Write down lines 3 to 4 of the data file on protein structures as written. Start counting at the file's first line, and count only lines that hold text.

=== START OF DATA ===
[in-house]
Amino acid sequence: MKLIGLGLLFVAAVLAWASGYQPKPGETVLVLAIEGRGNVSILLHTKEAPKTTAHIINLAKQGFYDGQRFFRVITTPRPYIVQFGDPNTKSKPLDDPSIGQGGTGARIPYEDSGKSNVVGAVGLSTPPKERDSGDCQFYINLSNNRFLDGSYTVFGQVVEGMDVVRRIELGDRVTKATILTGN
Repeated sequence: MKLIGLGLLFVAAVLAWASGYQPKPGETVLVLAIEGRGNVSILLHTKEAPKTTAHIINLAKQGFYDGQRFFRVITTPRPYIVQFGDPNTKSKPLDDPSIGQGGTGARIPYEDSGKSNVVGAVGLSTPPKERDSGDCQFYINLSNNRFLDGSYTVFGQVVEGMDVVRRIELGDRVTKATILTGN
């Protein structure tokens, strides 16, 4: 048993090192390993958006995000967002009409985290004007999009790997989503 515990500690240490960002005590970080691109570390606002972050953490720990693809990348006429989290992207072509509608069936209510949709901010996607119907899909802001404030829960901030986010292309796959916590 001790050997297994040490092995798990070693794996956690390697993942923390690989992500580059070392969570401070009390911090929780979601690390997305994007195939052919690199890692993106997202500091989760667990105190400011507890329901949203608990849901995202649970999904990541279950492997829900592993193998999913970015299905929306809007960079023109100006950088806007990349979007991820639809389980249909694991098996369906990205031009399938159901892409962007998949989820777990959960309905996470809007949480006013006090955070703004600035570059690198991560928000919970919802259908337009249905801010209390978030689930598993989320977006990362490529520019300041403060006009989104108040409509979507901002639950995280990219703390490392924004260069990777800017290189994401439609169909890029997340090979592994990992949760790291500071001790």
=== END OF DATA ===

Repeated sequence: MKLIGLGLLFVAAVLAWASGYQPKPGETVLVLAIEGRGNVSILLHTKEAPKTTAHIINLAKQGFYDGQRFFRVITTPRPYIVQFGDPNTKSKPLDDPSIGQGGTGARIPYEDSGKSNVVGAVGLSTPPKERDSGDCQFYINLSNNRFLDGSYTVFGQVVEGMDVVRRIELGDRVTKATILTGN
């Protein structure tokens, strides 16, 4: 048993090192390993958006995000967002009409985290004007999009790997989503 515990500690240490960002005590970080691109570390606002972050953490720990693809990348006429989290992207072509509608069936209510949709901010996607119907899909802001404030829960901030986010292309796959916590 001790050997297994040490092995798990070693794996956690390697993942923390690989992500580059070392969570401070009390911090929780979601690390997305994007195939052919690199890692993106997202500091989760667990105190400011507890329901949203608990849901995202649970999904990541279950492997829900592993193998999913970015299905929306809007960079023109100006950088806007990349979007991820639809389980249909694991098996369906990205031009399938159901892409962007998949989820777990959960309905996470809007949480006013006090955070703004600035570059690198991560928000919970919802259908337009249905801010209390978030689930598993989320977006990362490529520019300041403060006009989104108040409509979507901002639950995280990219703390490392924004260069990777800017290189994401439609169909890029997340090979592994990992949760790291500071001790």